• Dr. Piotr Solowiej PT, DPT

Arthritis and Impact Activities

When we first opened the company, Dr. Slavko and I had a lot of time on our hands. We spent those first weeks marketing our butts off. We still do, but not to the extent we did back then. Many days were spent cold-calling physicians and local businesses to let people know we existed.

One thing, though, still sticks with me from those early days. A number of local businesses were also focused in the health and wellness realm. And on more than one occasion, trainers in the businesses we visited mentioned how they were fans of physical therapy and how their activity was good for the body because it was low impact. They made a point to highlight low impact. Saying it multiple times.

Why did they say that? Do they actually believe that loaded activity is dangerous for the body? Where does the fear come from? Were they just trying to say things they thought would appeal to us as therapists (for a potential gain in cross-referrals)? Is that what they think of physical therapy, just some low intensity table exercises? This has been bugging me over the last few months. I think the thought process behind those interactions stems from a fear that impact activity causes joint degeneration. Rather than going on a rant, let's go to the research to see the real relationship between impact activity and arthritis.

Osteoarthritis (OA) and Running

Let's get right to it. Runners do not have an increased risk of developing knee OA compared to non-runners. Here are some proposed mechanisms for why: 1) Despite high peak loads during impact, the load is only experienced by the joint for a short contact duration. 2) The surface area of joint contact is likely greater in running than walking, meaning the forces gets dispersed. A certain amount of kinetic energy concentrated focally, can certainly be damaging. But spread out over a larger area, it's a non-issue. This is what likely happens when running. Back to the first mechanism: due to the flight time in the running cycle, the force experienced per unit of distance or time is low.

Intermittent periods of high force are okay, even beneficial if performed with an adequate period of relative rest, to allow for adaptations to occur. That's basically a description of strength training, by the way. The human body needs force to adapt and get stronger. Cartilage and connective tissue adapts to force as well. Not just muscles. This study showed weightlifters to have significantly thicker knee cartilage in an age and BMI matched control group.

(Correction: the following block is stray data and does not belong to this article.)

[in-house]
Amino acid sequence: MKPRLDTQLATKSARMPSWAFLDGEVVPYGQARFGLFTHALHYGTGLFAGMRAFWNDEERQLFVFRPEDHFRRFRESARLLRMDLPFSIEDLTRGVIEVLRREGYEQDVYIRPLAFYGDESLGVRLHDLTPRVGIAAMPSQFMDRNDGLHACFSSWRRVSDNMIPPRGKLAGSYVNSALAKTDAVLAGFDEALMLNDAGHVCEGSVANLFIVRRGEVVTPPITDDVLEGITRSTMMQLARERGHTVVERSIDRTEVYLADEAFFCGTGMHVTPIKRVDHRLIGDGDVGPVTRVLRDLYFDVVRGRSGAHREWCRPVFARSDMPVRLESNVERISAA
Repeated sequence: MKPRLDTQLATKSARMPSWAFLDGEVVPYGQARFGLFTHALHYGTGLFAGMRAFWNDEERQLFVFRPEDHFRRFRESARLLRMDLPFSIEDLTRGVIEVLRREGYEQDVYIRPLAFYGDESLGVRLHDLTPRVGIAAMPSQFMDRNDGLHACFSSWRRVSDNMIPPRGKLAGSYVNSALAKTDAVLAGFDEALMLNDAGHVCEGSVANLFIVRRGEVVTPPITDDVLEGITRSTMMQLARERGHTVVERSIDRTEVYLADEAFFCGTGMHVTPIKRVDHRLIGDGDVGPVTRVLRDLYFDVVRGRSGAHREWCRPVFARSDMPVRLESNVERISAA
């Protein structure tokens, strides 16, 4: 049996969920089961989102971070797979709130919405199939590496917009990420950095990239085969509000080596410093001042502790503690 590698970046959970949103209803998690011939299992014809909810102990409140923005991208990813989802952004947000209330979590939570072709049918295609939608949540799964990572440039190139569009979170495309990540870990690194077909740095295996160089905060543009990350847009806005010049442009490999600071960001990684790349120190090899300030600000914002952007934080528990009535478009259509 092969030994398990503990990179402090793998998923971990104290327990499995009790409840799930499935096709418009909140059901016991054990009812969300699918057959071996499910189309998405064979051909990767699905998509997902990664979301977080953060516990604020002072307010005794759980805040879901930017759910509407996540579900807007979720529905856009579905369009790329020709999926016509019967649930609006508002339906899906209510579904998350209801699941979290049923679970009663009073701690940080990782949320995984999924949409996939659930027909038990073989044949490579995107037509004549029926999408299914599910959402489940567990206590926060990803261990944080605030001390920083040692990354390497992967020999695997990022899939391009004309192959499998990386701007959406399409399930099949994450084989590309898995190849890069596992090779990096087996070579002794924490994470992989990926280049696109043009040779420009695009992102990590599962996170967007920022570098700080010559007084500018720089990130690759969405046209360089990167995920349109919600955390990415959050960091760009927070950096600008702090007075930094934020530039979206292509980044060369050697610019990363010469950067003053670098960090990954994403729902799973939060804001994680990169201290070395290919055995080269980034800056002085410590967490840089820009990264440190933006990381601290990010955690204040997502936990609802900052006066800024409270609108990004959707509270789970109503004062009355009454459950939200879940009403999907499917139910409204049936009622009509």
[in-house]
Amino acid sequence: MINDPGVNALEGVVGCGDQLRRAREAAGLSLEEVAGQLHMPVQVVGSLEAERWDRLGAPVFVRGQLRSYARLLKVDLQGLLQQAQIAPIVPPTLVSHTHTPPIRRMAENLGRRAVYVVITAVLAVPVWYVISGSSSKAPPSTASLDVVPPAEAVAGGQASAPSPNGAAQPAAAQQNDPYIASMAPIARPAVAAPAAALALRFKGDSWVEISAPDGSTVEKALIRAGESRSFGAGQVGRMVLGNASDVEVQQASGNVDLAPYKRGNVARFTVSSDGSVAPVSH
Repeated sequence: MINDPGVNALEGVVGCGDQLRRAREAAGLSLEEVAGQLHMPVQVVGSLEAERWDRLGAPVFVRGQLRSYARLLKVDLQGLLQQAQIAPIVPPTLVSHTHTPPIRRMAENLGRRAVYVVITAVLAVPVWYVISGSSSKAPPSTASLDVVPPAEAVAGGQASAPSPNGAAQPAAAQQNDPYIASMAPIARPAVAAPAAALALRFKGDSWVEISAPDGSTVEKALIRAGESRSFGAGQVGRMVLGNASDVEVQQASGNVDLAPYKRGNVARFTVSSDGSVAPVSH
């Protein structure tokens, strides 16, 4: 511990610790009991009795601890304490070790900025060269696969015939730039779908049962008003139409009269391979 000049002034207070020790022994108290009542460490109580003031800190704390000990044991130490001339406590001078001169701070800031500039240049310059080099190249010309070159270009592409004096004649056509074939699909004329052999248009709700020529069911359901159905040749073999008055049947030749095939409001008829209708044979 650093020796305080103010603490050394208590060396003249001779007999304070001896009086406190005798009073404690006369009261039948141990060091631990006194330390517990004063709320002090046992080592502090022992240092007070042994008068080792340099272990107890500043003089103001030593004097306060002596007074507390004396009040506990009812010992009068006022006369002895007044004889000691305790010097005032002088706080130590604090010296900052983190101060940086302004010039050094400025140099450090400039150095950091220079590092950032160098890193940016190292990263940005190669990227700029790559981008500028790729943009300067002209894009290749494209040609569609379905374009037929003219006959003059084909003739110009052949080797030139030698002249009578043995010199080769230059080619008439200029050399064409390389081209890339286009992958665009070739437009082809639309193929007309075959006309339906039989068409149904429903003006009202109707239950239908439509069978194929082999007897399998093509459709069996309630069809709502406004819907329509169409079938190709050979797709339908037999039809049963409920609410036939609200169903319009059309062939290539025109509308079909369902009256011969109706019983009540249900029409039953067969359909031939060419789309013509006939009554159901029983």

*Here's the caveat (there is always a caveat. Also, never use absolutes):

I can't find the source right now, but I remember recently reading that there was no association or increase in risk of OA for runners, unless they were training at elite levels. I'm talking consistently >60 miles or so a week. Again, take it with a grain of salt because I can't find the source right now, but I will include it here when I do. And there is also evidence that long distance running can have a protective effect against degeneration.

OA and Impact Sports

Do other sports cause OA? Well that depends. For the vast majority of people the answer is no. Soccer athletes (elite and non-elite) do show an increased risk. For elite and professional level athletes, the answer is still, generally, no - it will not cause joint degeneration. However, there is evidence for an increased risk of developing OA in the knee or hip. But be mindful to realize that does not imply causation.

If you do any of these activities and you develop OA, that doesn't mean the activity caused it. There are likely are other risk factors responsible.

-Dr. Piotr

Address: 1942 Raymond Dr, Northbrook, IL

Phone: 630-447-9746

Fax: 630-385-0124

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